Sollera hesitated, mismatched gaze flicking to the shining, golden door and then back to Red Blade. Yura was her adversary, the one she had been willing to kill seconds ago, and yet… there had been a moment, that instant, where the Stormcaller had wondered at just how alike they might have been. The girl was unconscious; she was no threat now. Sollera looked away, towards the fraying edges of the dying Field. Time… There isn’t enough time.
“You could heal her.”
For five fluttering beats of her heart everything went still. The disintegrating particles of the grand board hovered motionless in the air, the flowing dance of the color-shifting aurora paused, and then her ears were assaulted by... laughter. Loud guffaws, raucous caws, hissing mirth, stifled giggles, snorting titters, low chortles, as the chaotic chorus was momentarily overcome with uncontrollable hilarity. -She, Champion of Order, who fought against Us?- The cavalcade of whoops and snickers died slowly, but not the feeling of titanic amusement behind the words. -She is not of Us. But if you desire, We may… let her fight for her chance.-
-Perhaps We already have.-
Stone cracked and snapped as the tiles began breaking up once more, the fluid aether seething through them as if aiding the process, but Yura didn’t stir. Sollera stared at her, willing the stubborn girl to stand, to get up and stagger to the crimson gate not far away. “Come on… Come on, get up!” They were both running out of time; the erosion of the Field was speeding up, and the Stormcaller couldn’t wait around for much longer before she had to take her own gate. But Red Blade wasn’t moving, except for the slow rise-and-fall of her breath. There was no way-
“Perhaps we already… Oh, Tempest!” Sollera swore, darting forward. Why was she so dense sometimes? Of course the Watcher would give her a chance. The young woman had been waiting, expecting to see something happen, but she was Yura’s chance. Crashing to her knees next to the unconscious girl, Sollera heaved her over onto her back. Inspecting her fallen opponent swiftly, the Stormcaller bit her lip. This was… This was not her area of expertise, and the inexorable timer of the shattering tiles was not going to make this easier.
“Remember… Remember…” Her teeth ground together as the young woman placed her hands as gently as she could on Yura’s shoulders. The belt about Sollera’s waist hummed, its stones going still and silent one by one as the Stormcaller drew and drew and drew, funneling the energy not into a spell, but into the girl’s body. “Keffra… going to… kill me… For not… practicing this more…”
She let the power pour out, only stopping - gasping for breath and bent over Red Blade - when all of the stones but the left triad had gone still. Was her color better? Her breathing more regular? Sollera couldn’t tell, and had no time to really make a survey of the matter. She grabbed Yura by the lapels of her strange jacket and pulled, hauling the Champion of Order over to the scarlet gate.
Panting from the effort, she stared at the strange portal, wondering what Red Blade’s home was like - her world. What would it be like to walk beneath another sun? Sollera pushed the thought away, giving Yura one last shove and rolling the unconscious girl through. But she paused a moment, kneeling by the doorway, as her hand came down on the graven form of her rod. The Stormcaller lifted it, using the staff one last time to lever herself to her feet. With a sudden flip of her wrist she sent the weapon through the crimson gate, spiraling back after her former foe. “Luck be with you, Yura Akabane,” the young woman smiled - the situation was too absurd for anything else, “fair wind and high tides.”
Sollera turned and sprinted for the golden door…
She staggered into something soft and yielding. An oppressive grip curled around her, stifling her breath and binding her limbs. Sollera gasped, clawing instinctively, but her eyes were blinded and her movement restricted, until she suddenly tumbled free and crashed to the ground.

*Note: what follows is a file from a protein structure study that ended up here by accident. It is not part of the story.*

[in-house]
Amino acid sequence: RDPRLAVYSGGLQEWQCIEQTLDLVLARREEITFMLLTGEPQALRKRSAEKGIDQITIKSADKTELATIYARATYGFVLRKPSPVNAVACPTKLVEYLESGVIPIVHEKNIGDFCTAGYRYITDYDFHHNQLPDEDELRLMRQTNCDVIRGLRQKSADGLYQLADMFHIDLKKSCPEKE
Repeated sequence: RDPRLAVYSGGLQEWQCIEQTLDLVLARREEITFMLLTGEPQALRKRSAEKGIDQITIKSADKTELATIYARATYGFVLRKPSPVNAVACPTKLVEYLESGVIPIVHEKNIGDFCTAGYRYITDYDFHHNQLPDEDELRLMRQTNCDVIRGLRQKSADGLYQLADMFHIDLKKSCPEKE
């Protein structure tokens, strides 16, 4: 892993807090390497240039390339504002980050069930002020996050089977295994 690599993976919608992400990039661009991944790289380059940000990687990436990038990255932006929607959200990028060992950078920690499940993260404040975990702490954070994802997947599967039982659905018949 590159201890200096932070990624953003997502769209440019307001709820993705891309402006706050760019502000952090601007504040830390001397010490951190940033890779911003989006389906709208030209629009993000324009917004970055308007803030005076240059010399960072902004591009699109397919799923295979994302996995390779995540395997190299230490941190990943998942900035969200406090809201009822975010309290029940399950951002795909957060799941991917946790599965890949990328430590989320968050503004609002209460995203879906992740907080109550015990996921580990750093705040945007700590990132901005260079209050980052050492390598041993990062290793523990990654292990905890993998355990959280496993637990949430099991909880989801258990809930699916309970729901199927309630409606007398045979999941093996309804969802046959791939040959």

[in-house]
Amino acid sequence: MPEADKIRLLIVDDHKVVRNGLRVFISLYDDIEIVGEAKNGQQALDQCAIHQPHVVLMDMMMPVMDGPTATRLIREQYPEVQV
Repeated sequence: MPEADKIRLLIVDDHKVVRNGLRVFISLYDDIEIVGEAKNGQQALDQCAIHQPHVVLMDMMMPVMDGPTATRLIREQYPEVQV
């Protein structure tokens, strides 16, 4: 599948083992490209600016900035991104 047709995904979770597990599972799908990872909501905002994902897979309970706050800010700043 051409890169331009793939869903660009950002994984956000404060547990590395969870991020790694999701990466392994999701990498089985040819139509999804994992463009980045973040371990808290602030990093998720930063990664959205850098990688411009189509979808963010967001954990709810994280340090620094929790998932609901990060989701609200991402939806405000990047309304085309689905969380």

“What… Who’s there?”
The Stormcaller blinked rapidly, trying to orient herself as she caught the sound of movement. Above her someone collided with something in the murky dark. There was a curse, the rasp of metal on leather, and then the young woman felt the kiss of cold steel along her neck. She held very, very still, which was generally the wisest course of action when one felt the edge of a sword under their jaw. “I… don’t suppose we could get some light?”
“E-Eb…” The sword clattered to the floor at the sound of Sollera’s voice, followed moments later by the chattering of flint and steel as a lantern was lit. Damascus, wearing little more than his trousers, stared in bleary shock. “Ebriva you’re… you’re…”
“Okay?” She suggested, trying for levity.
That particular gambit failed. Her brother’s expression went flat, angry. “You’ve been gone six days! You said you would be back. Where were you? Do you have any idea how worried I was?”
Staring up at her brother, the Stormcaller blinked slowly. “Days? Six days? You… You’re sure about that?”
“Sure about… What is wrong with you? We missed the caravan while you were out… out… sightseeing!”
“I wasn’t sightseeing.” She replied, swallowing a hot reply as she slowly pushed herself up to her feet. “And it’s fine.”
“Fine? Nothing is ‘fine’ Ebriva. Because of your little vacation the caravan got through the pass. The Crown will be-”
Sollera smiled gently. “Vel, please.”
Damascus, in the middle of drawing a deep breath to resume his tirade, nearly choked. “W-What… What did you just…”
The Stormcaller reached out, for the first time in a long time, setting her hand on her younger brother’s shoulder. “It’s alright Vel. Really, it is. I’m sorry… I’m sorry that I worried you. I’m sorry about a lot of things.”
“But the… the… the Crown…” He stammered, trying to hold on to the last vestiges of his anger despite the shock.
“The Crown is where it always was, little brother.” The young woman shook her head. “I was just too… too self-involved to see it.”
“What are you talking about,” he looked at her, confused, “and… what happened to your clothes?”
It was too much. A snicker slipped out, and once Sollera had started she simply couldn’t stop. Collapsing into a chair next to the planning table that dominated the center of her brother’s pavilion, the Stormcaller laughed until she cried while her sibling looked on, utterly flummoxed. “Vel… Oh Tempest, my sides hurt,” she pressed a hand to her stomach, fighting down another wave of giggles. “Oh… I needed that, but it hurts.”
“Sol…” He hesitated, but when his sister just smiled he pulled another chair out, sitting next to her. “Sol, what happened? Where were you?”
“You wouldn’t believe me if I told you.”
The Stormcaller smirked and leaned forward, taking Velon’s hand and holding it between her own. “Alright, so it started with an argument…”